The rash of earthquakes plaguing the state of Oklahoma have the state's governor and insurance head pushing for new regulations for insurance agents, but at least one local agent said any consumers fearing the big one should probably not worry.
The new emergency rule authorized by Gov. Mary Fallin, R-Okla., would require agents selling plans in the state, which could include Arkansas-based agents selling to consumers across the state line in Oklahoma, would require at least one hour of continuing education involving earthquake insurance every two years.
"This emergency rule will ensure insurance agents in our state stay up-to-date on earthquake information," Fallin said. "It's important as the market for earthquake insurance expands in Oklahoma that residents get reliable and accurate information from insurance agents to help them consider whether they need this additional coverage."
According to Michael McNutt, Fallin's press secretary, the new continuing education rule will affect any insurance agencies licensed to do business in the state of Oklahoma beginning Jan. 1, 2015, meaning many Arkansas agencies doing business over the border will be impacted.
Nathan Cooper, an agent with State Farm's Brad Scott Insurance in Fayetteville, said the rules will be new for many agents in the area since Arkansas has functioned like Oklahoma for many years, not requiring earthquake insurance education. Even though neither state has required the professional education hours in the past, Cooper said when customers have asked, he and others in his office have been educated on what are known as "riders" on homeowners and renters policies.
According to Cooper, while the frequency of earthquakes has increased in central Oklahoma with some even being felt as far away as Arkansas, there is not much reason for Fort Smith and Northwest Arkansas area residents to run out and buy a policy.
"I would say for my clients, 90-95% of them do not have earthquake coverage just because of the part of the state we live in and the threat is not imminent like it is in the eastern part of the state (near and along the New Madrid Fault Line)," he said.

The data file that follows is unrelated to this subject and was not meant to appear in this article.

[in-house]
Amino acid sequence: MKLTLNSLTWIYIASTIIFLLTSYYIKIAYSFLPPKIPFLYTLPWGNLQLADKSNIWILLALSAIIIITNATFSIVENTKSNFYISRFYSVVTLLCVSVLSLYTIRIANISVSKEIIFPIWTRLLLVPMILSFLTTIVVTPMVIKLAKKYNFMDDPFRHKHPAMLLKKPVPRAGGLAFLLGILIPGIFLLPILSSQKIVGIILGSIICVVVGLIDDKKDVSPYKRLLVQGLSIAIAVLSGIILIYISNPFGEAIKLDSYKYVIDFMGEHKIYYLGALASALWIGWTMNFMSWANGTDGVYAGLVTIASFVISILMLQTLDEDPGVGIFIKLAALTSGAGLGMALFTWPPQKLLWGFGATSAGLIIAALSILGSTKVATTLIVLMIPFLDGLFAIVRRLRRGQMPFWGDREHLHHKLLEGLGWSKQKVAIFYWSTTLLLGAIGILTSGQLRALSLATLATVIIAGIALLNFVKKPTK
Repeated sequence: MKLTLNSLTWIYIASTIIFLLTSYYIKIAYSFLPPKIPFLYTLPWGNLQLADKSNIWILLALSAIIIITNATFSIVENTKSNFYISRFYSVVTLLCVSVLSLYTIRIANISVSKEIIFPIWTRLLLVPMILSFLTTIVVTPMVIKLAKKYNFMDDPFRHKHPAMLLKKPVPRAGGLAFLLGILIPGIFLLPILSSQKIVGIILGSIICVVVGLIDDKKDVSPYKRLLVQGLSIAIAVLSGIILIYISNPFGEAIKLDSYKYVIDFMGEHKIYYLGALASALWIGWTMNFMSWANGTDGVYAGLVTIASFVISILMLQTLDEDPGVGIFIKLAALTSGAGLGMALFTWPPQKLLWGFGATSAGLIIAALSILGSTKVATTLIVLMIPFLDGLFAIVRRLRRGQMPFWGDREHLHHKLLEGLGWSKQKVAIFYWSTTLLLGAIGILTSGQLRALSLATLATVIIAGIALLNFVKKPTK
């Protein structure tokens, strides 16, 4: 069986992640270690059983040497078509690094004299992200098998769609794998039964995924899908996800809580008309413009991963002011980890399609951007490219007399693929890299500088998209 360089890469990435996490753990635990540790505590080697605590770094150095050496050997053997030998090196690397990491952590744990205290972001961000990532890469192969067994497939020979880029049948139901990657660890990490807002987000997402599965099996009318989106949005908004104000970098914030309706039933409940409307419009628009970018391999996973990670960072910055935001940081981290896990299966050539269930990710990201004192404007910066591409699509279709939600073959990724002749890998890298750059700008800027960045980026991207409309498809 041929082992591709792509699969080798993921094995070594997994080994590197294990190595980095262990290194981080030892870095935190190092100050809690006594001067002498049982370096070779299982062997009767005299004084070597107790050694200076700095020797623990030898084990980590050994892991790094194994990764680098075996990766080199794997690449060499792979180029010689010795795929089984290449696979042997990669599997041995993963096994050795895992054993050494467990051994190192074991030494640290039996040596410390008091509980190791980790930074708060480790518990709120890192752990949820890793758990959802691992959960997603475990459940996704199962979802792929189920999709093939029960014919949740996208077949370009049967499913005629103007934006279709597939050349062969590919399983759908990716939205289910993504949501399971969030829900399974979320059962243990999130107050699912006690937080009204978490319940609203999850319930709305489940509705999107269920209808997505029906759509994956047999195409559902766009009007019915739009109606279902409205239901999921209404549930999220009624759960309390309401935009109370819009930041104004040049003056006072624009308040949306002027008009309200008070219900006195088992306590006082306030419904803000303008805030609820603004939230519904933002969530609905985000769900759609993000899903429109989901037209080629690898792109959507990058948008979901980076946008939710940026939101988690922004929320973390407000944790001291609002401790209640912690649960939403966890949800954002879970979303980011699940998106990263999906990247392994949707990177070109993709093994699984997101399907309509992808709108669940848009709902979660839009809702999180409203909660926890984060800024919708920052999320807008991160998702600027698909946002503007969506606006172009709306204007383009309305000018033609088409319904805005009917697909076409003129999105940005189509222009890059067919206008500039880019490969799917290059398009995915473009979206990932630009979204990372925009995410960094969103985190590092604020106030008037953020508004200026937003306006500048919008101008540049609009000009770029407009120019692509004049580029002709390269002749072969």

For individuals interested in earthquake coverage, he said earthquake coverage is typically covered in most homeowners policies — at least the ones he sells through State Farm — and actually require a written opt-out form to drop the coverage from a typical homeowners policy. As a result, many times the issue is discussed with customers whether they inquire about coverage or not.
Cooper said the key to whether you might need to consider coverage in a non-seismically active area like eastern Oklahoma and western Arkansas is how your home is constructed. He said if a home is a typical frame home, there would be enough give to allow for swaying in the unlikely event of an earthquake. But for brick or stucco homes, or homes that are multi-story, he said it would not be a bad idea to keep the earthquake rider or add one if your policy does not already cover earthquake damage.
The total cost will run between $50 and $70 per year on average depending on the price of your home and the level of coverage. The deductible, he said, would also be a factor.
But even though local residents are not near active seismic zones, he said professional education like Oklahoma is mandating is not a bad idea since agents near seismic zones in central Oklahoma and eastern Arkansas need to be able to accurately discuss coverage and costs with customers.
"The closer you get to a real active fault, those (insurance) options (and costs) change," he said, adding, "The greater the risk, the greater the cost."
Oklahoma Insurance Commissioner John Doak echoed Cooper sentiments, adding that the continuing education requirement for agents like Cooper and others who may do business in Oklahoma was important for consumers wanting to know their options in terms of earthquake coverage.